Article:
Tuesday , August 16 2022
Houdini's grave is worth a visit if you have any interest in his story.

A Return Visit to Houdini’s Grave

Visiting grave sites is something of an odd custom, but many people do this in reverence for loved ones. We also sometimes visit the graves of those famous people whom we admire. Over the years I have visited the graves of mostly poets and writers, with Shakespeare’s being the most meaningful to me. In Paris I joined hundreds of other people who went to Pere Lachaise Cemetery to visit Jim Morrison’s grave (I went on July 3 – his birthday – which could explain the huge crowd).

I grew up not far from the cemetery where Houdini was buried, and as kids we were fascinated by the fact that Houdini’s grave was nearby. I devoured every book with “Houdini” in the title, and my grandfather’s stories about his exploits enhanced my interest in the man. The name Houdini seemed to stand for magic, mystery, and excitement.

My grandfather had seen Houdini performing at Coney Island in the early 1900s, and that was before he became truly famous. By the time my father was a boy, Houdini had become what would be considered the equivalent of today’s rock star. A true celebrity, Houdini was involved in movies, radio shows, and what seemed to be his favorite thing, live shows in the Vaudeville era.

Houdini is probably best known for great escapes. He could escape from chains, straitjackets, water tanks, and most notably handcuffs. When I was a kid running around the house, my grandfather used to call me “Houdini” because I was popping up everywhere and disappearing. The legend caught my attention and then I found out about his grave being in the cemetery literally down the block, and that increased my fascination with the magician.

When I was a teenager we would walk the long cold stretch up the steep Cypress Hills Street from Cooper Avenue with cemeteries on both sides of us. We did this every Halloween because Houdini had died on October 31 and supposedly told his wife that if he could come back he would do so on that night. It was quite a spooky trek, but when we would get there other people had the same idea, so it was not that scary to see a large group of Houdini fans waiting for the ghost to arrive. We never did see anything on those dark cold nights.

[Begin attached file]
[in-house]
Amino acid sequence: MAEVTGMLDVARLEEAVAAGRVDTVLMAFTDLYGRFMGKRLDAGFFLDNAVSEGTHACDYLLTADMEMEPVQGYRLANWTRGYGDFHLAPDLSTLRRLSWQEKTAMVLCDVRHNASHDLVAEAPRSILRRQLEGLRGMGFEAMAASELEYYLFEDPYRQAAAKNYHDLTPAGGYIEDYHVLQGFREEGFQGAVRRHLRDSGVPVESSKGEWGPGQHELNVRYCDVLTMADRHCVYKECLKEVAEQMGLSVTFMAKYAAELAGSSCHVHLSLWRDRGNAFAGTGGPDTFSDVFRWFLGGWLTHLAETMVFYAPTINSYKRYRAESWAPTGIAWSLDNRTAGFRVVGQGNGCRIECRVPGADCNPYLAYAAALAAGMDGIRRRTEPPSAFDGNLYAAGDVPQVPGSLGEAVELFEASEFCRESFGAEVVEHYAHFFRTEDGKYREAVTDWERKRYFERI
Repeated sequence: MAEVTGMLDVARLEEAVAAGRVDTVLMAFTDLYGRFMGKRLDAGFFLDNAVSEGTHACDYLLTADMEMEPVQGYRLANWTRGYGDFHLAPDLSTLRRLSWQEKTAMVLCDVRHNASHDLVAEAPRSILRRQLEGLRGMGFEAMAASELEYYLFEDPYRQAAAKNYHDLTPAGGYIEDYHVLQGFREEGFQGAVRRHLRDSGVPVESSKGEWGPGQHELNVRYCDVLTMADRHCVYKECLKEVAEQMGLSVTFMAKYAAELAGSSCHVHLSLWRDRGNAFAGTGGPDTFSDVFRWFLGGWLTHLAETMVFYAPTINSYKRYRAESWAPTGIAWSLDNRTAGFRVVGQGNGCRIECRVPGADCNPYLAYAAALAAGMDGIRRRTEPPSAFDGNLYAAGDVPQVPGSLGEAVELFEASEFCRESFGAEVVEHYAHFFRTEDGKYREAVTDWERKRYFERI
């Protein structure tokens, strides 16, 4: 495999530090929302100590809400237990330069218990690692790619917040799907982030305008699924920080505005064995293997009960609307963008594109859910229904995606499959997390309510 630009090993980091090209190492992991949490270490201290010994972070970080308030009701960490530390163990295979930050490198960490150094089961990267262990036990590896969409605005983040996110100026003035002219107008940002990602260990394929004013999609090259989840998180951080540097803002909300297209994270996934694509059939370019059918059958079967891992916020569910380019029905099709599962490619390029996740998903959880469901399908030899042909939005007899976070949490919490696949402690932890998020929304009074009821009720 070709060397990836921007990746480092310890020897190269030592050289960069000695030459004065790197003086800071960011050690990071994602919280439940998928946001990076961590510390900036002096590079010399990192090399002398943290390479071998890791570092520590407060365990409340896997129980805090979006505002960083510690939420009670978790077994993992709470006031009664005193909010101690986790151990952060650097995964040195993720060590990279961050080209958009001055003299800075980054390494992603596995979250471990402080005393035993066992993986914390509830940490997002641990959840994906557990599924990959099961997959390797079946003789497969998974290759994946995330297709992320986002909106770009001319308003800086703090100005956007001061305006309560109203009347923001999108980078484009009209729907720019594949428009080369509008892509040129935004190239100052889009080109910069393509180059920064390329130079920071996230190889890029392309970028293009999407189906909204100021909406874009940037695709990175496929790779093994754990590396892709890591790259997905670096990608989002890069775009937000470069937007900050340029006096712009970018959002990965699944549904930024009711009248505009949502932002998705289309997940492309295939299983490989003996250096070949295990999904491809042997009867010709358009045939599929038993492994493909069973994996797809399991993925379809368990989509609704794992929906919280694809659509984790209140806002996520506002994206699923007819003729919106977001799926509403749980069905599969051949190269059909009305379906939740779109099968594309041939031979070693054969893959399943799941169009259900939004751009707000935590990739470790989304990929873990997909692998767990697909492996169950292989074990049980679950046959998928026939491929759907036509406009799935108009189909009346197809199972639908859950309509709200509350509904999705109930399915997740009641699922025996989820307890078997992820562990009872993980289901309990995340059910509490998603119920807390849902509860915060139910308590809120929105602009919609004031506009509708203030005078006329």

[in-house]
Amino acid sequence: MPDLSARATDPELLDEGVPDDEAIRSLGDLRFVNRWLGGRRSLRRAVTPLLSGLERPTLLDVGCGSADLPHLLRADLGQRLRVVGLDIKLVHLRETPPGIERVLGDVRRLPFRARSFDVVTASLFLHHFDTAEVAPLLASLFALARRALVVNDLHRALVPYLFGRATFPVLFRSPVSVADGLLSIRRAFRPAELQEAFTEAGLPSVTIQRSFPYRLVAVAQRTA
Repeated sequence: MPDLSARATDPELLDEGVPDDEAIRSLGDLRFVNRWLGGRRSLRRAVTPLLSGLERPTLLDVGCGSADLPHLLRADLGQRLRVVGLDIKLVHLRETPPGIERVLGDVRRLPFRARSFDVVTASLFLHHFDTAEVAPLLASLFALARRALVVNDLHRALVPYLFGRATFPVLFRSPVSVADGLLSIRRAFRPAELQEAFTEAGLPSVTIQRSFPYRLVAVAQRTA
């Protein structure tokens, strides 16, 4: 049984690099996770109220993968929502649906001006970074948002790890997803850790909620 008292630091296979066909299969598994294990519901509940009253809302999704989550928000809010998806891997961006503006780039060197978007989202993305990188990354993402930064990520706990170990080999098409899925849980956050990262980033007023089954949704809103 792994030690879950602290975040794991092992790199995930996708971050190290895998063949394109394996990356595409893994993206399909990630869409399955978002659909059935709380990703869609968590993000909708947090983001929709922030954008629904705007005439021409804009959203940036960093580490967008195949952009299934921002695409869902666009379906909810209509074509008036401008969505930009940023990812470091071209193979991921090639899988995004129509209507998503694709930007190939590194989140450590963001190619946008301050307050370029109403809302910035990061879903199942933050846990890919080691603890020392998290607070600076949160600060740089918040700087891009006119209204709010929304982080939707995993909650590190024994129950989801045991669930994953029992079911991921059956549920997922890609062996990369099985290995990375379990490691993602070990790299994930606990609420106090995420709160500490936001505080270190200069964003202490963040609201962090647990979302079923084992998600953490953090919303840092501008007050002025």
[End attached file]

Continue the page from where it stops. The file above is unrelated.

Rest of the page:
Recently I made a return visit to the grave in Machpelah Cemetery in Glendale, Queens. This grave site is not far from the gate that is on the western side of Cypress Hills Street north of Cooper Avenue. Houdini is marked on the stone above the family name Weiss (Eric Weiss was Harry’s given name). I was sorry to see the bust of Houdini had been taken away. I remembered that the grave had been vandalized several times over the years, so perhaps it was removed to protect it.

On a clear cold winter’s day, there was nothing spooky about the grave at all. All the mystery seemed to have been displaced, perhaps by growing older and sadly wiser. Still, the mystery of the man remained and I paid respects to his memory and the reminiscence of the excitement his legend caused me in childhood.

Houdini’s grave is worth a visit if you have any interest in his story. He once was extremely famous and is one of the greatest magicians who ever lived. He died on October 31, 1926, from a burst appendix. It was widely known that he could take any punch to the stomach, but a college student had taken him by surprise and punched him before he could tighten his muscles properly. The great Houdini was undone by a sucker punch, but his legend lives on.

Photo Credit: Harry Houdini – Houdini.com

About Victor Lana

Victor Lana's stories, articles, and poems have been published in literary magazines and online. His books 'A Death in Prague' (2002), 'Move' (2003), 'The Savage Quiet September Sun: A Collection of 9/11 Stories' (2005), and 'Like a Passing Shadow' (2009) are available in print, online, and as e-books. 'Heartbeat and Other Poems,' 'If the Fates Allow: New York Christmas Stories,' 'Garden of Ghosts,' and 'Flashes in the Pan' are available exclusively on Amazon. His newest books 'The Stranger from the Sea' and 'Love in the Time of the Coronavirus' are available as e-books and in print. After winning the National Arts Club Award for Poetry while attending Queens College, he concentrated on writing mostly fiction and non-fiction prose until the recent publication of his new book of poetry, 'Heartbeat and Other Poems' (now available on Amazon). He has worked as a faculty advisor to school literary magazines and enjoys the creative process as a writer, editor, and collaborator. He has been with 'Blogcritics Magazine' since July 2005 and has written many articles on a variety of topics; previously co-head sports editor, he now is a Culture and Society and Flash Ficition editor. Having traveled extensively, Victor has visited six continents and intends to get to Antarctica someday where he figures a few ideas for new stories await him.

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